For determining whether the number of intense storms is increasing, I’d say a simple count of Cat 4 and 5 hurricanes based on the saffir-simpson scale is of limited value and not just becasue of the point about not factoring in storm duration.

    A storm can be at the upper reaches of a Cat 3 and not get counted with this method, while it has virtually the same intensity as one that just barely made Cat 4 and did get counted.

    Also, the cat 4 and cat 5 storms only tell part of the story.

    Presumably, increased SST’s would boost the intensity of all storms and do something else as well:

    I am particularly intrigued by annomalies like the two named storms (one tropical storm Rosa, the other a hurricane sergio) that formed in November in the eastern north pacific, the first time since 1961 that this occurred.

    Sergio, though only a Cat 2, was the longest lasting tropical cyclone on record in the eastern north pacific in November.

    Coincidence?

    If there is ideed a minimum temp at which hurricanes form (and the indication is that there is), it would make sense that if SST’s are increasing, one would start to see hurricanes forming outside the normal tropical storm season.

  2. #2 Chris Mooney
    January 5, 2007

    Hey Dark Tent,
    Yeah, well, there were two late season atlantic storms last year, Hurricane Epsilon (December) and Tropical Storm Zeta (December-January). And in 2003 there was a radically early season Atlantic storm, Tropical Storm Ana, in April.

    What to make of all of this is another matter. No one record breaking storm proves anything. But Peter Webster, Judith Curry, et al have been arguing that season lengths are indeed increasing…..

  3. #3 Lion Kuntz
    January 7, 2007

    Cyclones/Hurricanes happen at sea. Nsautical measures are used by default. 100 knots is impressive to sailors and landgrubbers alike, so 100 knots is the dividing line for MAJOR Hurricanes. That’s 115 mph, or 185 kph.

    The US Navy has to operate in all seas at any time, so the Navy site is the authoritarian one, where wikipedia gets it’s data. It keeps extensive archives going back years, especially the current (recent) year, and is less complete as one goes back in time.

    http://www.nrlmry.navy.mil/tc_pages/tc_home.html

    On average there has been one major hurricane every 13-14 days somewhere in the world since Katrina leads the list. That is 35 current major hurricanes.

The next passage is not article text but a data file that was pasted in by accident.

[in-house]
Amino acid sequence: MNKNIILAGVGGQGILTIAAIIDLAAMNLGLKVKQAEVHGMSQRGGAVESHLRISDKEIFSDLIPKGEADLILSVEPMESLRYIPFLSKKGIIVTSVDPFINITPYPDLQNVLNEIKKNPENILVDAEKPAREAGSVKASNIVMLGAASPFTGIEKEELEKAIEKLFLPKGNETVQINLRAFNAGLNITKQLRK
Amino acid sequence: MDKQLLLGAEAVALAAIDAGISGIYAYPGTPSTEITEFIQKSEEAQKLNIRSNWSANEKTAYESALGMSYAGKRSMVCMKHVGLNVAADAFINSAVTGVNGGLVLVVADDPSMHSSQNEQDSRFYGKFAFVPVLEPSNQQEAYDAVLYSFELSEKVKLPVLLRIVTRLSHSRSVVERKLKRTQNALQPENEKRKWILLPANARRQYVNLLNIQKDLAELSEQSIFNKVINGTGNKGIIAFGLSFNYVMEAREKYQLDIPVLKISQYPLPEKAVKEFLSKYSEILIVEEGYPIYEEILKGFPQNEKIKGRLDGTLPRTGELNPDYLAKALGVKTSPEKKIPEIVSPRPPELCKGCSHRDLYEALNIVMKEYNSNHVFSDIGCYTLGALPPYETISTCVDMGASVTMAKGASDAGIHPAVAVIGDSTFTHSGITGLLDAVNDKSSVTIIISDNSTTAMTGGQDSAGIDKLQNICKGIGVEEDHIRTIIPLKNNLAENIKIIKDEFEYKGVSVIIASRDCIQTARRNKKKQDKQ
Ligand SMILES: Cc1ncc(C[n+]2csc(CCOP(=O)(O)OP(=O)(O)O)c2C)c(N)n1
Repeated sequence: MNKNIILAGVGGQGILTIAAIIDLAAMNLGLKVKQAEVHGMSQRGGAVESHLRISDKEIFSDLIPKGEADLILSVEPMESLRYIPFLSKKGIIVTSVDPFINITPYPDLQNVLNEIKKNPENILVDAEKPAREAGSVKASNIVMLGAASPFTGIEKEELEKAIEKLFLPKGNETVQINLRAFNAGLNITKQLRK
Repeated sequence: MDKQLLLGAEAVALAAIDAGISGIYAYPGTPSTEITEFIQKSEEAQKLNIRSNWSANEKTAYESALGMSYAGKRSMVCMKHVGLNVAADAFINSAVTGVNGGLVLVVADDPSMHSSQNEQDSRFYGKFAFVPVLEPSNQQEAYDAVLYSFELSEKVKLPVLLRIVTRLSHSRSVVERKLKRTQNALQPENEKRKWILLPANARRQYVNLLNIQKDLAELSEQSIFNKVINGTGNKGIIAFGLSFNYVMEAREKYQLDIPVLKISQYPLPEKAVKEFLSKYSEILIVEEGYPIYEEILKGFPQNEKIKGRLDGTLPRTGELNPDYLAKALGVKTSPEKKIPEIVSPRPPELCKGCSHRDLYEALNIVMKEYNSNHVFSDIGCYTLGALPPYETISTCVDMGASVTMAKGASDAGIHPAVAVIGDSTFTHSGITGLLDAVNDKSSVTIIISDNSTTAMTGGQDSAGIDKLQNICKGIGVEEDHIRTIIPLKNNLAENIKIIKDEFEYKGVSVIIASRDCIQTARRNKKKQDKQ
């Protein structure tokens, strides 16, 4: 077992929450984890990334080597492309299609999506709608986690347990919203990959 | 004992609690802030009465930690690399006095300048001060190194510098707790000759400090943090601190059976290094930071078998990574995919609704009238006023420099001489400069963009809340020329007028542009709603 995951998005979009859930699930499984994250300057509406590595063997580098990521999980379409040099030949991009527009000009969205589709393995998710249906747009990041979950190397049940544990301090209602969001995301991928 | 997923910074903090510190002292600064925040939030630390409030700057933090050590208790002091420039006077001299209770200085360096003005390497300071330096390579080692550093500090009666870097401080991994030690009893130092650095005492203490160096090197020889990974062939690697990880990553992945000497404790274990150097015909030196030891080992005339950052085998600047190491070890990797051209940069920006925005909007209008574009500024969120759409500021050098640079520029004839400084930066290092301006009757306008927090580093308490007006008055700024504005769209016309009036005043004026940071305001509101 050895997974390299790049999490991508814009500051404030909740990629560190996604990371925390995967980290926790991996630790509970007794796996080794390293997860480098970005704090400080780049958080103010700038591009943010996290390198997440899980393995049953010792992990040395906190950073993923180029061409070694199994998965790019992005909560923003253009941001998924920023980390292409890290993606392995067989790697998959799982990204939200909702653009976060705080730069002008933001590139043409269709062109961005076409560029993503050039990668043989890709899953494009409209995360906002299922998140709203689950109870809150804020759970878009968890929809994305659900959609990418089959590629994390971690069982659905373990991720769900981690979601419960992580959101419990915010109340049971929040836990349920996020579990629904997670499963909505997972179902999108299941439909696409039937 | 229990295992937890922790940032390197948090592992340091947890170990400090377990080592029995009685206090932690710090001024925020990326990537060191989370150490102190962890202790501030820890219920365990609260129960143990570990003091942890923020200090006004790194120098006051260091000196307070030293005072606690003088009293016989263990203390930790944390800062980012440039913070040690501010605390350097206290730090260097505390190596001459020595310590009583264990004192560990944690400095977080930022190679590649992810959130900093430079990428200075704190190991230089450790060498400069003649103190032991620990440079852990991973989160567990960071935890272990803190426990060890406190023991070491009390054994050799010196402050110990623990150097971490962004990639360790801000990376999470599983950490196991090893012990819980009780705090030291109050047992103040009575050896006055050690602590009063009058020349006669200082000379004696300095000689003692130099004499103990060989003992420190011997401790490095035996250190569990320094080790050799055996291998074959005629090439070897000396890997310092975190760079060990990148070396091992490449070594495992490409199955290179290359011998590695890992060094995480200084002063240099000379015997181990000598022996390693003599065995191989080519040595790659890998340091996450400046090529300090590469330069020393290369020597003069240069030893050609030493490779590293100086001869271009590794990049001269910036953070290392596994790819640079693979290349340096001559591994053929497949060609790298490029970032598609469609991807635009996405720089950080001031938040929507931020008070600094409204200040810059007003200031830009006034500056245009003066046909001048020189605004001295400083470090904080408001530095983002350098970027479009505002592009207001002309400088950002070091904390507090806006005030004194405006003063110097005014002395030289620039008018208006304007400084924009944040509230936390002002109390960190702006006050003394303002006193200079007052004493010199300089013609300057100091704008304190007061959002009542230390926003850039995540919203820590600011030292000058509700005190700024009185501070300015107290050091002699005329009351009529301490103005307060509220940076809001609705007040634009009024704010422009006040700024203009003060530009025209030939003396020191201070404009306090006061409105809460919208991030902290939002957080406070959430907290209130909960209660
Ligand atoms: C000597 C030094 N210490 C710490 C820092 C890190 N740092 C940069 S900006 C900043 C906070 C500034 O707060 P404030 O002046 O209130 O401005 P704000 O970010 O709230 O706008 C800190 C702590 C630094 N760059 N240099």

The navy uses uniform measuring systems, so it is comparing apples to apples, not apples to oranges. It is also better equipped than most entire nations with access to over 20 satellite platforms daily. Some nations only record the values for cyclones that hit them, not stronger ones that pass them by. They can only tell you the speeds when the storm got into radar range, not elsewhere for the same storm.

    The navy website records 75 named storms for 2006, including tropical storms and five categories of hurricanes:
    09L.ISAAC 08L.HELENE 07L.GORDON 06L.FLORENCE 05L.ERNESTO 04L.DEBBY 03L.CHRIS 02L.BERYL 01L.ALBERTO 21E.SERGIO 19E.ROSA 17E.PAUL 16E.OLIVIA 15E.NORMAN 14E.MIRIAM 13E.LANE 12E.KRISTY 11E.JOHN 10E.ILEANA 09E.HECTOR 08E.GILMA 07E.FABIO 06E.EMILIA 05E.DANIEL 04E.CARLOTTA 03E.BUD 01E.ALETTA 01C.IOKE 26W.TRAMI 25W.UTOR 24W.DURIAN 23W.CHEBI 22W.CIMARON 21W.SOULIK 20W.RUMBIA 19W.BEBINCA 18W.XANGSANE 16W.YAGI 14W.SHANSHAN 12W.SONAMU 11W.WUKONG 10W.BOPHA 09W.MARIA 08W.SAOMAI 07W.PRAPIROON 06W.KAEMI 05W.BILIS 02W.CHANCHU 04A.MUKDA 02B.MALA 23P.MONICA 22S.ELIA 21S.HUBERT 20S.GLENDA 19S.FLOYD 18P.WATI 17P.LARRY 16S.DIWA 15S.EMMA 14S.CARINA 13P.KATE 11P.VAIANU 10P.JIM 09S.BOLOETSE 08S.DARYL 07P.URMIL 06P.TAM 05S.CLARE 03S.BERTIE 07S.ISOBEL 06S.CLOVIS 05S.BONDO 03S.ANITA 02P.YANI 01P.XAVIER

    Using Naval windspeed maximums 19 category 4 & 5 storms were active in 2006.

    The parameter has very limited usefulness by itself. Cyclone Shanshan hit Japan at category 4 but hit the USA many days later below tropical storm strength but causing 70 tornadoes in the Southeast USA. More people died in the USA than died in Japan from the same weather event.
    http://h2-pv.us/Temp_5/Shanshan_Tornadoes.html

    The USA and territories was struck by six asian cyclones in 2006, and IOKE deposited a calculated 27 megatons of heat energy to melt ice in the Beaufort Sea. That heat storage is now responsible for most of the bitter winter in the west USA, and is killing 340,000 cattle as you read this now.
    http://ecosyn.us/Temp_4/Arctic_Ice_Melt.html

    http://h2-pv.us/Temp_4/Bebinca/Bebinca_01.html
    http://h2-pv.us/Temp_4/Bebinca/ioke_bebinca_compare.html
    http://h2-pv.us/Temp_4/Bebinca_to_Alaska/Bebinca_to_Alaska2.html
    http://h2-pv.us/Temp_4/Bebinca_into_Alaska//Bebinca_into_Alaska2.html
    http://h2-pv.us/Temp_5/IOKE_into_Arctic.html

  4. #4 RickD
    January 9, 2007

    Like you saying, counting storms is a bit silly. Suppose the entire Pacific basin were covered by a typhoon that lasted all year long. That would count as one storm?

    If you wanted to do this a bit more scientifically, you would do something like weigh each storm according to its duration. So I guess I’m agreeing with Kerry Emannuel. You could do something like (square miles of storm) * (hours of storm duration) as a measure of impact. And you could also add in a factor relating to wind speed.